Newborn Screening: Science, Policy, and People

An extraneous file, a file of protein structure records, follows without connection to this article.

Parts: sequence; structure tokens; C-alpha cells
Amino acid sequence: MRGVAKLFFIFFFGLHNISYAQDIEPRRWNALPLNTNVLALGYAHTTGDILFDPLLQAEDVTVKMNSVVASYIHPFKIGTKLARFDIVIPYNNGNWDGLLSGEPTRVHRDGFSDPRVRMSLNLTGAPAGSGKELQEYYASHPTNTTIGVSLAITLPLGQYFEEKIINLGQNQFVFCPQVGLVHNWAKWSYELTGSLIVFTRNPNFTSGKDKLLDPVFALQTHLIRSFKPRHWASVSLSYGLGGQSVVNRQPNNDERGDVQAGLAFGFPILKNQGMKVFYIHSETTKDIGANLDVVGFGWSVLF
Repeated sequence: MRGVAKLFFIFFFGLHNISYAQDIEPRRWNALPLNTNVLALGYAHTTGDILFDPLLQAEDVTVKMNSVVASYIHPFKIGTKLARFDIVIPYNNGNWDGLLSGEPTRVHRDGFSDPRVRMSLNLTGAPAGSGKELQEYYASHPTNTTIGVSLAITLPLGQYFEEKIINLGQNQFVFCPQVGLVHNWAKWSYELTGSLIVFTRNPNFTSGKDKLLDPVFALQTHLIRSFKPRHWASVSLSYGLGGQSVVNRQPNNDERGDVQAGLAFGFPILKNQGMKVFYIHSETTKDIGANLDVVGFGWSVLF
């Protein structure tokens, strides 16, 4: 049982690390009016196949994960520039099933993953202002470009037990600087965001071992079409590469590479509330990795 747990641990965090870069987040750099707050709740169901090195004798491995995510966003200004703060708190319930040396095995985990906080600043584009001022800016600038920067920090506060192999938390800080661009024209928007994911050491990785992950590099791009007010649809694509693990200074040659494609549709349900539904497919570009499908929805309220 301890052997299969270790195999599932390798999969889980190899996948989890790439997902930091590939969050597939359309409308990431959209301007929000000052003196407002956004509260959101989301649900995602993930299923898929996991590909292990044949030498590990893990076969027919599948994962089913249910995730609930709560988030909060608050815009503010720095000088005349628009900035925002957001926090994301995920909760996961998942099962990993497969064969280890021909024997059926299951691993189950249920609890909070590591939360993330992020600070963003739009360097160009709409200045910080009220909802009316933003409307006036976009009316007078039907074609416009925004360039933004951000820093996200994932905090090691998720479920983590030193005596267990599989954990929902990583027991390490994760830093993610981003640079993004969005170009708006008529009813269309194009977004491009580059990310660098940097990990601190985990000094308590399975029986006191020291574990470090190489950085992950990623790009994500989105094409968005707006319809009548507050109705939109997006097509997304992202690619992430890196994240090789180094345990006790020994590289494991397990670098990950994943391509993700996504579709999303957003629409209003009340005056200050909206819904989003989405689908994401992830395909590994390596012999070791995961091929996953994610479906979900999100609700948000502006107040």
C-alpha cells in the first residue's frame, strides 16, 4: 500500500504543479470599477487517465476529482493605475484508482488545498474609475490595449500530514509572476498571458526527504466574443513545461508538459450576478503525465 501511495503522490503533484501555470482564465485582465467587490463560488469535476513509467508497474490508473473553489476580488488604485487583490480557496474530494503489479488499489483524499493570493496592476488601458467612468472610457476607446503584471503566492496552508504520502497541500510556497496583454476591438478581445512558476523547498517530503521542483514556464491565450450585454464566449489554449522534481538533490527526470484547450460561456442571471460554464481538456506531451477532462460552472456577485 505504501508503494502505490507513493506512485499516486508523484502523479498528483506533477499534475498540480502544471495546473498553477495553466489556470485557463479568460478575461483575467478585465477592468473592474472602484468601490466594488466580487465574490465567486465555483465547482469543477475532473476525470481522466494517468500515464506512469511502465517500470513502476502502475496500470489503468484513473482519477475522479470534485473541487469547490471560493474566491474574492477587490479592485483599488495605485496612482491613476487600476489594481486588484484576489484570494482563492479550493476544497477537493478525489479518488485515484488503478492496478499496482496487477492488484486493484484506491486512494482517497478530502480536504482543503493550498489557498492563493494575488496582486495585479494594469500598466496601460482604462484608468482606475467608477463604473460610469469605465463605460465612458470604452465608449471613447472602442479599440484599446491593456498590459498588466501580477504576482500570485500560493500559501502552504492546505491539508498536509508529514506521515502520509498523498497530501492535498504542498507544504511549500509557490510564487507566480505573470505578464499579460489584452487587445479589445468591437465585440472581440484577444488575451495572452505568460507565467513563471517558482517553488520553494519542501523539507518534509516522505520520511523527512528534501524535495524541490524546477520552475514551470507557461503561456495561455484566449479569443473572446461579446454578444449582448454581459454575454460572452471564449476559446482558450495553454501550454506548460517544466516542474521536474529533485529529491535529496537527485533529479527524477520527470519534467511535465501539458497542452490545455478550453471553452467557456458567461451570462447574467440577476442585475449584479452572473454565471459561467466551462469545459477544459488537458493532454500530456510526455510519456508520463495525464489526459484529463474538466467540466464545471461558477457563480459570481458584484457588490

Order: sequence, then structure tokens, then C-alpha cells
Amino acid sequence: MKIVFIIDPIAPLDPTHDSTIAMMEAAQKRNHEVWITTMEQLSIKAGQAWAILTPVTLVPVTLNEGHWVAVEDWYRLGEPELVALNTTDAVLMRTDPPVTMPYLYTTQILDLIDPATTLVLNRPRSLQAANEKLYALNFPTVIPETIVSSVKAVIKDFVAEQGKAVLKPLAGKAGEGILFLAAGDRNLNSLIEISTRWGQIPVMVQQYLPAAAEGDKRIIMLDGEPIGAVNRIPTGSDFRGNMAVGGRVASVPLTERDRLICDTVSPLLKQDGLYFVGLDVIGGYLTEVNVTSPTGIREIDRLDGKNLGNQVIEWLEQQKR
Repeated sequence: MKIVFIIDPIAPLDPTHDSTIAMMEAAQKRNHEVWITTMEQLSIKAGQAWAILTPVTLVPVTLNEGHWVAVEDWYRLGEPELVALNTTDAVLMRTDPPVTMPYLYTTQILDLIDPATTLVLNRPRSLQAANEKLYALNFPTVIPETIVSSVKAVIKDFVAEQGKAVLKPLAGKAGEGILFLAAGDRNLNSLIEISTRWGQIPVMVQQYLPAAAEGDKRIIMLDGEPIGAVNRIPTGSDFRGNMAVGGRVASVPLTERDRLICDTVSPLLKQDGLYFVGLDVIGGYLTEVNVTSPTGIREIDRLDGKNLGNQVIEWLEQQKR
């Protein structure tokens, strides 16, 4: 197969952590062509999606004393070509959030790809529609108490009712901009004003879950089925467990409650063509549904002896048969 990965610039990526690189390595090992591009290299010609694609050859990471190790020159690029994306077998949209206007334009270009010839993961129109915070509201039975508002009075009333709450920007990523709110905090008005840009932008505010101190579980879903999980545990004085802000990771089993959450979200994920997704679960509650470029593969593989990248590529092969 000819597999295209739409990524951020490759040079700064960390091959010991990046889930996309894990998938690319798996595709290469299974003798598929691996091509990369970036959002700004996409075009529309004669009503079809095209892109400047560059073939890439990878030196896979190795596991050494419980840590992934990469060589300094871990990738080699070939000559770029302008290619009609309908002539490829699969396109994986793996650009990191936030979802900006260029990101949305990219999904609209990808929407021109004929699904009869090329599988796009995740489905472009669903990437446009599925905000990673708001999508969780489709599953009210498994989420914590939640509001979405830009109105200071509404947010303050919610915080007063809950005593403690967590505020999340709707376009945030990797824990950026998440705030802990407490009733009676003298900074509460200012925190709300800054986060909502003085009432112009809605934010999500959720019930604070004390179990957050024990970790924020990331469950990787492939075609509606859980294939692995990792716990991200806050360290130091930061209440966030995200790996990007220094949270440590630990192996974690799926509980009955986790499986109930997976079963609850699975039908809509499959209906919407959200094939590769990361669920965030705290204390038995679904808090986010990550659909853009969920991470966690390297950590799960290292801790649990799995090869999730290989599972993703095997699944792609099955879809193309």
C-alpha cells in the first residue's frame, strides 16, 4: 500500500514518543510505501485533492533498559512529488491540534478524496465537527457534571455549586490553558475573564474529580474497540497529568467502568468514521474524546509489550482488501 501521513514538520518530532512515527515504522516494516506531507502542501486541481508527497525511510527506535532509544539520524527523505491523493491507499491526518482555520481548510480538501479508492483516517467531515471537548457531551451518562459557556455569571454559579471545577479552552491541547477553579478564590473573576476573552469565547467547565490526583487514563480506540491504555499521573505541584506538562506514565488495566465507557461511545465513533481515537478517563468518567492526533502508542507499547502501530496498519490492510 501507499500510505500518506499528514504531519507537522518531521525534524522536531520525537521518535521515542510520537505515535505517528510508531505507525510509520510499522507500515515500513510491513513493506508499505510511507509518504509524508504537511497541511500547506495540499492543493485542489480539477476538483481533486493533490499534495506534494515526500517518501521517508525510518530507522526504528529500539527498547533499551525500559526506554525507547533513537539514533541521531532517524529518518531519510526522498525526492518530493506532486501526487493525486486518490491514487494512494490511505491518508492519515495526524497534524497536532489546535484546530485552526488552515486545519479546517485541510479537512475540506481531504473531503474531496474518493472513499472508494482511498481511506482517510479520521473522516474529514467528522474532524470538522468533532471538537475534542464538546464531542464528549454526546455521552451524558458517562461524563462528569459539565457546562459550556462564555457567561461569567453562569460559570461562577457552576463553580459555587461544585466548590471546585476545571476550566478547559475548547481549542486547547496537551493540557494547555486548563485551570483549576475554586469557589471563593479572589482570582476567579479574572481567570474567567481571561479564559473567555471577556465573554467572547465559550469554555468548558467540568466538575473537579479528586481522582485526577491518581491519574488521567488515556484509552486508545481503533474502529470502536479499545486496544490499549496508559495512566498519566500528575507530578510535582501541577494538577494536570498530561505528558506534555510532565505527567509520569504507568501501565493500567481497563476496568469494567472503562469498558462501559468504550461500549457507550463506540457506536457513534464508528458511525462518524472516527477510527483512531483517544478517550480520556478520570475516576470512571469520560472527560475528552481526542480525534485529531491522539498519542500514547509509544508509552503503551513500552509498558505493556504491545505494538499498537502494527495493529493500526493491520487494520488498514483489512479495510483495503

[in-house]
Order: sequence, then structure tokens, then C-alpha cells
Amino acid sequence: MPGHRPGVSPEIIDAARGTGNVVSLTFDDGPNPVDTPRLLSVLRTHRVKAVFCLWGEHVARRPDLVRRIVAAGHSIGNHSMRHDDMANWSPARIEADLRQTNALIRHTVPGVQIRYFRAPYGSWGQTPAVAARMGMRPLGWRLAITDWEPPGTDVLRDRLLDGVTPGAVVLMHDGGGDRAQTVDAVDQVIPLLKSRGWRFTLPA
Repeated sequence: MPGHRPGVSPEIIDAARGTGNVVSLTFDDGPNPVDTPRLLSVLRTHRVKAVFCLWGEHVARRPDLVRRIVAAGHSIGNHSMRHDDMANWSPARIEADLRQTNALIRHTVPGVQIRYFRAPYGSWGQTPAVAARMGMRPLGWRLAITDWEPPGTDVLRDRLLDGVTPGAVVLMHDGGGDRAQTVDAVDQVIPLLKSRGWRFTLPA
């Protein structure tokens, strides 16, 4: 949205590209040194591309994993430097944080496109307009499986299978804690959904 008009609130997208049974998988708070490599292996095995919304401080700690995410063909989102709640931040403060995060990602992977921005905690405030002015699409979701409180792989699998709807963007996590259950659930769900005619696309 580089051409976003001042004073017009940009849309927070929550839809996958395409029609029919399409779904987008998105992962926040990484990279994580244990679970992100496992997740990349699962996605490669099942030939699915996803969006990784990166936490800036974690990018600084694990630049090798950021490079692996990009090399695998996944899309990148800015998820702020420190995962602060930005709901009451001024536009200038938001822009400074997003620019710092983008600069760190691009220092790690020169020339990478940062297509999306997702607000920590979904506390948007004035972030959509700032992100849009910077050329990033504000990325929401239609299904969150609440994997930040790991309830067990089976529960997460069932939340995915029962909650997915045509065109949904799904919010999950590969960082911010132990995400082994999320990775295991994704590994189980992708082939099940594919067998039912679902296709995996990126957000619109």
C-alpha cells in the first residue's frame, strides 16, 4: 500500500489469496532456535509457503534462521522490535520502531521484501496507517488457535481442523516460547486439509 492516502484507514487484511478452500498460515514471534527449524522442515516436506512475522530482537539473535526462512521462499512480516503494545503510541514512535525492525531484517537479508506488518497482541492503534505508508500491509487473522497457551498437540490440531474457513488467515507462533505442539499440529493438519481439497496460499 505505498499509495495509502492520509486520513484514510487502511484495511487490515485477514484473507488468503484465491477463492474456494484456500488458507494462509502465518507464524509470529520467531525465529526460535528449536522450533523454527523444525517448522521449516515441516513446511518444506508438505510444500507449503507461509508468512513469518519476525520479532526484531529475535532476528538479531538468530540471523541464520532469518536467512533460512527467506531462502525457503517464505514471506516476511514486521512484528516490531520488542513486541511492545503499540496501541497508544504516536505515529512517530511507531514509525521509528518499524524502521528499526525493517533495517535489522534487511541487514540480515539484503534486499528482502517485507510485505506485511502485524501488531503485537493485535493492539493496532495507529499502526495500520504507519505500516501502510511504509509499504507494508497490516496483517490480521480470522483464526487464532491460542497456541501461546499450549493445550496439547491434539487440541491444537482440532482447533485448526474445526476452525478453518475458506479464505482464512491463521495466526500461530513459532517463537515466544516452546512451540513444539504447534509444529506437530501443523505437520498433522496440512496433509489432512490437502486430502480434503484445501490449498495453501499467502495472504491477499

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University of Washington ABSTRACT Newborn Screening: Science, Policy, and People Catharine Riley Chair of the Supervisory Committee: Professor Carolyn Watts Health Services Background: Newborn screening (NBS) is a large-scale, state-mandated screening program designed to screen infants for a set of rare congenital conditions, in order to identify infants that may be at risk for morbidity or mortality, with the intent to improve the health outcome for affected infants. The science behind NBS is critical to its success and data are required to make informed decisions. History has shown that advocacy efforts have also impacted the landscape of NBS policy. It is important to remember that NBS impacts infants and their families. Based on their experiences, parents can inform policy-making at the programmatic, state, and federal level. Purpose: The purpose of this dissertation is to: 1) explore the role of advocacy in changing NBS policy, 2) describe the evidence base for understanding parents' experience with and knowledge ofNBS, and 3) demonstrate policy-making at the programmatic level using a quality assurance data analysis to revise the screening algorithm for congenital hypothyroidism. Methods: The methods used in this dissertation are: 1) a historical analysis, case studies, and the application of the Advocacy Coalition Framework, 2) a structured literature review, and 3) quantitative analysis of NBS data. Results: The ACF provides a suitable framework for understanding NBS policy and the role of advocacy. Forty-two articles on parents and NBS revealed six major discussion topics: 1) parents' experience with NBS, 2) parents' knowledge of NBS, 3) parents' education on NBS, 4) the impact of false positive results, 5) the impact of true positive results, and 6) informed consent. The QA data analysis resulted ina revised stratification scheme that will reduce the number of false positive results by an estimated 35%. Conclusion: It is clear that advocacy was instrumental in initiating NBS and continues to be an important factor in NBS policy. A foundation of knowledge regarding parents and NBS has been established. Future research ought to focus on how information can be translated into public health and clinical practice at the ground level. Using data to determine cutoff stratification schemes that maintain a high sensitivity and specificity is an effective way to inform policy decisions.